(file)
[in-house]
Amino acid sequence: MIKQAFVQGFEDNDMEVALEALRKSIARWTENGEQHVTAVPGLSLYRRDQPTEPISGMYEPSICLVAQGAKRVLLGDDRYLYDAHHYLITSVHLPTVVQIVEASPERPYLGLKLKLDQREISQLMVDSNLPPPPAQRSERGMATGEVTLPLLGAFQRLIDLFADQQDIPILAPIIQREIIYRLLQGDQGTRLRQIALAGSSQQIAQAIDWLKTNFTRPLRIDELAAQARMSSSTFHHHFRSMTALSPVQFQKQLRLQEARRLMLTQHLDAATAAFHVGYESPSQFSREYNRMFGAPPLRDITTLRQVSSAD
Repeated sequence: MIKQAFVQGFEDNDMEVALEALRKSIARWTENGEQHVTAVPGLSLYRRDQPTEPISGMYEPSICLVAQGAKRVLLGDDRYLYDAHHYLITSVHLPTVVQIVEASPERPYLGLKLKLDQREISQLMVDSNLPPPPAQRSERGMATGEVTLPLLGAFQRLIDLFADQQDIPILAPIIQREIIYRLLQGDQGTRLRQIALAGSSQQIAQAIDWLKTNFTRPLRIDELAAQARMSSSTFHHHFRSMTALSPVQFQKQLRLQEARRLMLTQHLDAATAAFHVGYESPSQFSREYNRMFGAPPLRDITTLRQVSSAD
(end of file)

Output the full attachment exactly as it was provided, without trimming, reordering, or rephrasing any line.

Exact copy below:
[in-house]
Amino acid sequence: MIKQAFVQGFEDNDMEVALEALRKSIARWTENGEQHVTAVPGLSLYRRDQPTEPISGMYEPSICLVAQGAKRVLLGDDRYLYDAHHYLITSVHLPTVVQIVEASPERPYLGLKLKLDQREISQLMVDSNLPPPPAQRSERGMATGEVTLPLLGAFQRLIDLFADQQDIPILAPIIQREIIYRLLQGDQGTRLRQIALAGSSQQIAQAIDWLKTNFTRPLRIDELAAQARMSSSTFHHHFRSMTALSPVQFQKQLRLQEARRLMLTQHLDAATAAFHVGYESPSQFSREYNRMFGAPPLRDITTLRQVSSAD
Repeated sequence: MIKQAFVQGFEDNDMEVALEALRKSIARWTENGEQHVTAVPGLSLYRRDQPTEPISGMYEPSICLVAQGAKRVLLGDDRYLYDAHHYLITSVHLPTVVQIVEASPERPYLGLKLKLDQREISQLMVDSNLPPPPAQRSERGMATGEVTLPLLGAFQRLIDLFADQQDIPILAPIIQREIIYRLLQGDQGTRLRQIALAGSSQQIAQAIDWLKTNFTRPLRIDELAAQARMSSSTFHHHFRSMTALSPVQFQKQLRLQEARRLMLTQHLDAATAAFHVGYESPSQFSREYNRMFGAPPLRDITTLRQVSSAD